Simple Arduino Voltmeter Project with Circuit & Code

Simple Arduino Digital Voltmeter


ByAntony Jackson 5

Simple Arduino Digital Voltmeter

With a simple knowledge of Arduino and Voltage Divider Circuit, we can turn the Arduino into Digital Voltmeter and can measure the input voltage using Arduino and a 16x2 LCD display.

Arduino has several analog input pins that connect to an Analog-to-Digital converter (ADC) inside the Arduino. The Arduino ADC is a ten-bit converter, means that the output value will range from 0 to 1023. We will obtain this value by using the analogRead() function. If you know the reference voltage you can easily calculate the voltage present at the analog input. We can use voltage divider circuit to calculate the input voltage. Learn more about ADC in Arduino here.

The voltage measured is displayed on the 16x2 Liquid Crystal Display (LCD). We have also displayed the voltage in Serial Monitor of Arduino IDE and confirmed the measured voltage using Multimeter.


Hardware Required:

  • Arduino uno
  • 16x2 LCD (Liquid Crystal Display)
  • 100 k ohm resistor
  • 10 k ohm resistor
  • 10 k ohm potentiometer
  • breadboard
  • jumper wires


Voltage Divider Circuit:

Before entering into this Arduino Voltmeter circuit, lets discuss about the Voltage Divider Circuit.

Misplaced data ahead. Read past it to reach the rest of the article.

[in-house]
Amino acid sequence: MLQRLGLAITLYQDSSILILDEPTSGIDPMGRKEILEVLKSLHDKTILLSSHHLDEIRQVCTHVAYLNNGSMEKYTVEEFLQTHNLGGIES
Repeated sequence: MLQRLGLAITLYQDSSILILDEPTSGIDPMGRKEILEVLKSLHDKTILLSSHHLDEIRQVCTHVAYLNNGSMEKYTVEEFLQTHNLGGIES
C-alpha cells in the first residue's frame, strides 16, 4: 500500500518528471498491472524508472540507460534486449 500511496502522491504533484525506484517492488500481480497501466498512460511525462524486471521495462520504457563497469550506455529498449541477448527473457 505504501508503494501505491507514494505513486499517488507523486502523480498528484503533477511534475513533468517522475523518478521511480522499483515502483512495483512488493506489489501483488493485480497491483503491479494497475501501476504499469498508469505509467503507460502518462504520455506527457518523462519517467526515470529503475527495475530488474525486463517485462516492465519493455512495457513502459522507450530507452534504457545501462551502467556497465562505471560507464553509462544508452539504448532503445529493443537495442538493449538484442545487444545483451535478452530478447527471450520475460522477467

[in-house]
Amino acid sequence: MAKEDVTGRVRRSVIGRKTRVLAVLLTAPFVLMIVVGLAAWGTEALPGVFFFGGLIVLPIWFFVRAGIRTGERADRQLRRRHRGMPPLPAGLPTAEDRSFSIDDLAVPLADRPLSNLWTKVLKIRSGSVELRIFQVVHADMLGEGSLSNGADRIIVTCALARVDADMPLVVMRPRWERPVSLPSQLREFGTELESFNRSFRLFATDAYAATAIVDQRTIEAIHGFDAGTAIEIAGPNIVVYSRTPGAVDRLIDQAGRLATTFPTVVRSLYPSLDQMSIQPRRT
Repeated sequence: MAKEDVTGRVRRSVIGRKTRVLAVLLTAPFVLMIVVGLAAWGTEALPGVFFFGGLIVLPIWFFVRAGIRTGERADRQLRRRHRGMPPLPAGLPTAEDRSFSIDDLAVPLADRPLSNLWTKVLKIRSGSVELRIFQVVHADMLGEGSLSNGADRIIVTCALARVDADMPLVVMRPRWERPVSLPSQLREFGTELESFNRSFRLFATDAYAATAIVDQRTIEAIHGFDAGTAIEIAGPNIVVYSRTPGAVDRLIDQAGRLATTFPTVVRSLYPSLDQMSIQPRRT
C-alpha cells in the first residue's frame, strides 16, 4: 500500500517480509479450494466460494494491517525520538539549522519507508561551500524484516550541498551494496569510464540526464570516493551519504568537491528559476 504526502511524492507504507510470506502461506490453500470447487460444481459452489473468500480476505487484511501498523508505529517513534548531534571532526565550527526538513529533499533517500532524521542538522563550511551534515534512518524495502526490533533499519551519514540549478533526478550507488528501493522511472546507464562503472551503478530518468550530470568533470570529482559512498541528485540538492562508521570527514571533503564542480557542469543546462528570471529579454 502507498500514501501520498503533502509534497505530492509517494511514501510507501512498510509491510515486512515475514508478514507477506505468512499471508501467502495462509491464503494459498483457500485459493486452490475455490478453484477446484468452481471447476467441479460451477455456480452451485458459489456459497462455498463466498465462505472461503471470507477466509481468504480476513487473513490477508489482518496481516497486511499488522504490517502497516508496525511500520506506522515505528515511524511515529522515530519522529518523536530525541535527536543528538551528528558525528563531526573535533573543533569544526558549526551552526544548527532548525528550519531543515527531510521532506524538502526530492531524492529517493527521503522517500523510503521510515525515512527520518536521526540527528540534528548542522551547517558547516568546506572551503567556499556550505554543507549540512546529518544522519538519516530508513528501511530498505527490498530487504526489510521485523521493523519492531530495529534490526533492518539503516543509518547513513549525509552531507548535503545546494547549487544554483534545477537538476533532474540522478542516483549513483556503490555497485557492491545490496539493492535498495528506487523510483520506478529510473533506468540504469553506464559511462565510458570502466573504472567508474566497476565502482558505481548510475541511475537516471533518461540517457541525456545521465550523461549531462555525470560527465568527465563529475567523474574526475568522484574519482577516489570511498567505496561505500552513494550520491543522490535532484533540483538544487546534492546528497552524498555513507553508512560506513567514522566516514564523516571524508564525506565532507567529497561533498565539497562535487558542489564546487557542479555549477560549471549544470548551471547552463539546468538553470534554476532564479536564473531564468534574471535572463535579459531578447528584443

Voltage divider is a resistive circuit and is shown in figure. In this resistive network we have two resistors. As shown in figure, R1 and R2 which are of 10k and 100k ohm. The midpoint of branch is taken to measurement as a anolog input to the Arduino. The voltage drop across R2 is called Vout , that’s the divided voltage of our circuit.

voltage divider circuit



Using the known value (two resistor values R1, R2, and the input voltage), we can substitute in the equation below to calculate the output voltage.

Vout = Vin (R2/R1+R2)

This equation states that the output voltage is directly proportional to the input voltage and the ratio of R1 and R2.


By applying this equation in the Arduino code the input voltage can be easily derived. Arduino can only measure the DC input voltage of +55v, In other words, when measuring 55V, the Arduino analog pin will be at its maximum voltage of 5V so it is safe to measure within this limit. Here the resistors R2 and R1 value is set to 100000 and 10000 i.e. in the ratio of 100:10.


Circuit Diagram and Connections:

Connection for this Arduino Digital Voltmeter is simple and shown in the circuit diagram below:

Simple Arduino Digital Voltmeter Circuit

Pin DB4, DB5, DB6, DB7, RS and EN of LCD are directly conneted to Pin D4,  D5, D6, D7, D8, D9 of Arduino Uno

The Center point of two resistors R1 and R2, which makes the voltage divider circuit, is connected to Arduino Pin A0. While the other 2 ends are connected to the input volt (voltage to be measured) and gnd. 


Coding Explanation:

Full Arduino code for measuring the DC voltage is given in the Code part below. Code is simple and can be easily understood.

The main part of the code is to convert and map the given input voltage into displayed output voltage with the help of the above given equation Vout = Vin (R2/R1+R2). As mentioned earlier Arduino ADC output value will range from 0 to 1023 and the Arduino max output voltage is 5v so we have to multiply the analog input at A0 to 5/1024 to get the real voltage.